Stowe, a Description of the Magnificent House and Gardens of the Right Honourable George Grenville Nugent Temple, Earl Temple, Viscount and Baron Cobham: One of the Four Tellers of His Majesty's Exchequer : Embellished with a General Plan of the Gardens, and Also a Separate Plan of the House, and of Each Building, with Perspective Views of the Same
B. Seeley. Sold also by Messrs. Fielding and Walker ... London; and Mr. Hodgkinson ... at Stowe, 1780 - Architecture, Domestic - 39 pages
A new edition, with all the alterations and improvements ... Buckingham: Printed and sold by B. Seeley. Sold also by Messrs. Fielding and Walker ... London; and Mr. Hodgkinson ... at Stowe, MDCCLXXX . Ill. include "prints drawn in perspective by B. Seeley ... also a plan of the house and offices, and plans of the buildings in the gardens" by W. Fairchild. Dedication signed: B. Seeley. Internal plates matching text numbered I-XI.
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Stowe, a Description of the Magnificent House and Gardens of the Right ...
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Page 20 - John Milton : whose sublime and unbounded genius equalled a subject that carried him beyond the limits of the world. 'William Shakespeare: whose excellent genius opened to him the whole heart of man, all the mines of fancy, all the stores of Nature ; and gave him power, beyond all other writers, to move, astonish, and delight mankind.
Page 20 - SIR ISAAC NEWTON, whom the God of Nature made to comprehend his Works ; and from fimple Principles, to difcover the Laws never known before, and to explain the Appearance never underftood, of this ftupendous Univerfe.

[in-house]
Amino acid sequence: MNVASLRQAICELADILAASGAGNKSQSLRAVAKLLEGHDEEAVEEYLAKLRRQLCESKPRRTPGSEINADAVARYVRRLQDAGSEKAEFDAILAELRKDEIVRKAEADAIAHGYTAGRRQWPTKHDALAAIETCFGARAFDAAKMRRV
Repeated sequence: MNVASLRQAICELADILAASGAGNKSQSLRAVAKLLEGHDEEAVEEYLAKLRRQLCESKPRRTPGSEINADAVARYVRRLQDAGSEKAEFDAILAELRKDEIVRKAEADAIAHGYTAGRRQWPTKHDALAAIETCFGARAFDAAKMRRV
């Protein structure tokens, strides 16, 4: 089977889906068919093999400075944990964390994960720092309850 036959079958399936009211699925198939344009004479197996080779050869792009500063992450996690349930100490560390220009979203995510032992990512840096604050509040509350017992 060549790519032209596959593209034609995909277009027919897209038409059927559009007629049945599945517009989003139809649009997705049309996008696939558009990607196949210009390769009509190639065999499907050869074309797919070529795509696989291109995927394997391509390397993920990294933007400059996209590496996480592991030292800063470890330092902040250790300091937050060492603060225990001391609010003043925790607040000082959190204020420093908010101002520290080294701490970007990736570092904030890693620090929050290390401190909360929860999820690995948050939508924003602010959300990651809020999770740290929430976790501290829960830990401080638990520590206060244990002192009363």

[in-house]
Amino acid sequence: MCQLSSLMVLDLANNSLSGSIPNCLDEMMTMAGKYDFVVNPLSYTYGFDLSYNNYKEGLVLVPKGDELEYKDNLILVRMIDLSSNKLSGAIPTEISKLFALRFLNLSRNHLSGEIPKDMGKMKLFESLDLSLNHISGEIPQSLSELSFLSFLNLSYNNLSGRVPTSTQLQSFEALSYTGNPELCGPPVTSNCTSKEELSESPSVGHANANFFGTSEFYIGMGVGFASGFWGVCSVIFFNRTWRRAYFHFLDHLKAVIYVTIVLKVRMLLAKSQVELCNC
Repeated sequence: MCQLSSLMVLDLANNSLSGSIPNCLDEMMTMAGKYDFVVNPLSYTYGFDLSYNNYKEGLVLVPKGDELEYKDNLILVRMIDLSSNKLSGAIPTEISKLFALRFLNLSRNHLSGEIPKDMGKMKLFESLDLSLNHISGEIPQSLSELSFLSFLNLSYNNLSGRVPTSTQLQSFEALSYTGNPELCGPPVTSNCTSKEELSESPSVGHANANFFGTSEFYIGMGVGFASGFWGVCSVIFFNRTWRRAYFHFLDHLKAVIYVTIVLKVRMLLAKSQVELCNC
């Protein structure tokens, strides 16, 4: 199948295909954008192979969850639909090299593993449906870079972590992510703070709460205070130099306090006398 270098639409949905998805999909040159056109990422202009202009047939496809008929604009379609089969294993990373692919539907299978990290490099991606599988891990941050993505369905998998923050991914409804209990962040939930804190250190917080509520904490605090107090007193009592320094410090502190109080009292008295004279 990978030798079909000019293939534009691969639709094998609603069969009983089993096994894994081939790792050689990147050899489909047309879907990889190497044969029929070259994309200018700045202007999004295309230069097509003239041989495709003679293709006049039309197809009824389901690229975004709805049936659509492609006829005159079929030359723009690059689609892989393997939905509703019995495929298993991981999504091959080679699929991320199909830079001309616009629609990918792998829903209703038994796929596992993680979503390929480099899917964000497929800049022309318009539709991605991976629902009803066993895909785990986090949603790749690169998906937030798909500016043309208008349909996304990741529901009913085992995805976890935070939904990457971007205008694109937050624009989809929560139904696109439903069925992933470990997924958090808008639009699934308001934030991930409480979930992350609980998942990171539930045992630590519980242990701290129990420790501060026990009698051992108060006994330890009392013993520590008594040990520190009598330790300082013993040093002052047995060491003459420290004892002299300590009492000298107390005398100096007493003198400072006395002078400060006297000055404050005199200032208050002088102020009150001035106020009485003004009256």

Page 20 - SIR WALTER RALEIGH, A valiant Soldier, and an able Statesman ; who endeavouring to rouse the spirit of his master, for the honour of his country, against the ambition of Spain, fell a sacrifice to the influence of that court, whose arms he had vanquished, and whose designs he opposed.
Page 8 - Country, where he finifh'd his earthly Race, And died an Honour and an Example to the whole Species, Reader, This Stone is guiltlefs of Flattery, for he to whom it is infcrib'd was not a Man, •
Page 20 - ... the strength of his country, by reducing the interest of the national debt; which he proposed to the House of Commons in the year 1737, and, with the assistance of Government, carried into effect in the year 1750, on terms of equal justice to Particulars and to the State; notwithstanding all the impediments which private interest could oppose to public spirit.
Page 20 - Alexander Pope: who, uniting the correctness of judgment to the fire of genius, by the melody and power of his numbers, gave sweetness to sense, and grace to philosophy. He employed the pointed brilliancy of wit, to chastise the vices, and the eloquence of poetry, to exalt the virtues of human nature ; and, being without a rival in his own age, imitated and translated, with a spirit equal to the originals, the best poets of antiquity.
Page 20 - Wales, the Terror of Europe, the Delight of England; who preferved, unaltered in the Height of Glory and Fortune, his natural Gentlenefs and Modefty.
Page 8 - FIDO, An Italian of good Extraction ; Who came into England, Not to bite us, like moft of his Countrymen, But to gain an honefl Livelihood, He hunted not after Fame, Yet acquired it; Regardlefs of the Praife of his Friends, But moft fenfible of their Love. Tho' he liv'd amongft the Great, He neither learnt nor flatter'd any Vice.
Page 20 - ALEXANDER POPE, Who uniting the correctness of judgment to the fire of Genius, by the melody and power of his numbers, gave sweetness to sense, and grace to philosophy. He employed the pointed brilliancy of wit to chastise the vices, and the eloquence of poetry to exalt the virtues...